The recent farmers’ agitation in Western India, to be allowed to grow Bt Cotton, or the illegal cultivation and sale of GMO brinjal (egg plant) in North India, are just the beginning of many more such things that we are going to see.
The reason is simple. The economics of GMO crops are changing very rapidly.
Companies like Monsanto created self destructing (or non reproducing) crops which forced farmers to buy seeds every time. But the new wave of GMO, mostly gene edited, crops that are going to come will be created by labs big and small all over the world, and not by large corporations. That these genetically modified crops will mingle with (contaminate?) regular crops is a foregone conclusion.
Many of these crops will have desirable traits that farmers (and consumers) will want, simply because they offer better economics, or taste, appearance, or shelf-life.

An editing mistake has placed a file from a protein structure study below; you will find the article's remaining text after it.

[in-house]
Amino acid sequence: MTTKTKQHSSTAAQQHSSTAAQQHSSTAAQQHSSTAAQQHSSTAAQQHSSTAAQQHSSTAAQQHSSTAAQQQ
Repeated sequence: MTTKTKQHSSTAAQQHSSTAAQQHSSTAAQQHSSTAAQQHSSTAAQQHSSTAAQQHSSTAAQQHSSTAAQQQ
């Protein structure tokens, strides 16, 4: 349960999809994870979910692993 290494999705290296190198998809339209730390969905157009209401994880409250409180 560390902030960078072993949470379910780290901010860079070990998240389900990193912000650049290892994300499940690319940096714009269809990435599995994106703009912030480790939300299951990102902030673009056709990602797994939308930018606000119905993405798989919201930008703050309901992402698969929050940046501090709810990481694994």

The regulation of these crops will also change. For example, it was impossible for government regulators to detect the widespread availability of genetically modified brinjal (egg plant) earlier this year in North India, or to control the growing of Bt Cotton.
In the next few years there will be tens or hundreds of various genetically modified varieties making their way into the fields and our food supply. There is no way that our regulators can keep up.
My worry is that some of these genetically engineered crops may be deliberately created for malicious purposes. And with neither regulators, nor farmers and consumers being in a position to detect or control this, how will we cope?